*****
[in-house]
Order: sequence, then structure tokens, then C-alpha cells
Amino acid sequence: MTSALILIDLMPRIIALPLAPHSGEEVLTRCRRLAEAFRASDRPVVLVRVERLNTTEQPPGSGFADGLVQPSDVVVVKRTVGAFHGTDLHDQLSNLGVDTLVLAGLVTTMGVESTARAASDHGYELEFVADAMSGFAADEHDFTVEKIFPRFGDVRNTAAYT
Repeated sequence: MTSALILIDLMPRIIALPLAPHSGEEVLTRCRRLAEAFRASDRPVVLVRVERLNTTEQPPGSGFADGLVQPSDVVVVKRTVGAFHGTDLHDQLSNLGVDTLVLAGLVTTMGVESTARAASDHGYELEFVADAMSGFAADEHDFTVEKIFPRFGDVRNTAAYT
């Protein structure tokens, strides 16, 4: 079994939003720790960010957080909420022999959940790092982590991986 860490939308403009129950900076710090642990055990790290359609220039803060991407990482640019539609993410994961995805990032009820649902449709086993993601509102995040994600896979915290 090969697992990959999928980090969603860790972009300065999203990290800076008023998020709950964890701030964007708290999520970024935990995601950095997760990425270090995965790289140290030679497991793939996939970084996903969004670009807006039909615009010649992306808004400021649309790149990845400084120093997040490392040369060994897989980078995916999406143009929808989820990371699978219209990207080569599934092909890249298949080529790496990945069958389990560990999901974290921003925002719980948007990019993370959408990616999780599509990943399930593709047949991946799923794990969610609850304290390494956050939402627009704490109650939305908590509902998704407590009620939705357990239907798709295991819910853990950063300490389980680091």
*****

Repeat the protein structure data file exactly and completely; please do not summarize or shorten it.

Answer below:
[in-house]
Order: sequence, then structure tokens, then C-alpha cells
Amino acid sequence: MTSALILIDLMPRIIALPLAPHSGEEVLTRCRRLAEAFRASDRPVVLVRVERLNTTEQPPGSGFADGLVQPSDVVVVKRTVGAFHGTDLHDQLSNLGVDTLVLAGLVTTMGVESTARAASDHGYELEFVADAMSGFAADEHDFTVEKIFPRFGDVRNTAAYT
Repeated sequence: MTSALILIDLMPRIIALPLAPHSGEEVLTRCRRLAEAFRASDRPVVLVRVERLNTTEQPPGSGFADGLVQPSDVVVVKRTVGAFHGTDLHDQLSNLGVDTLVLAGLVTTMGVESTARAASDHGYELEFVADAMSGFAADEHDFTVEKIFPRFGDVRNTAAYT
């Protein structure tokens, strides 16, 4: 079994939003720790960010957080909420022999959940790092982590991986 860490939308403009129950900076710090642990055990790290359609220039803060991407990482640019539609993410994961995805990032009820649902449709086993993601509102995040994600896979915290 090969697992990959999928980090969603860790972009300065999203990290800076008023998020709950964890701030964007708290999520970024935990995601950095997760990425270090995965790289140290030679497991793939996939970084996903969004670009807006039909615009010649992306808004400021649309790149990845400084120093997040490392040369060994897989980078995916999406143009929808989820990371699978219209990207080569599934092909890249298949080529790496990945069958389990560990999901974290921003925002719980948007990019993370959408990616999780599509990943399930593709047949991946799923794990969610609850304290390494956050939402627009704490109650939305908590509902998704407590009620939705357990239907798709295991819910853990950063300490389980680091």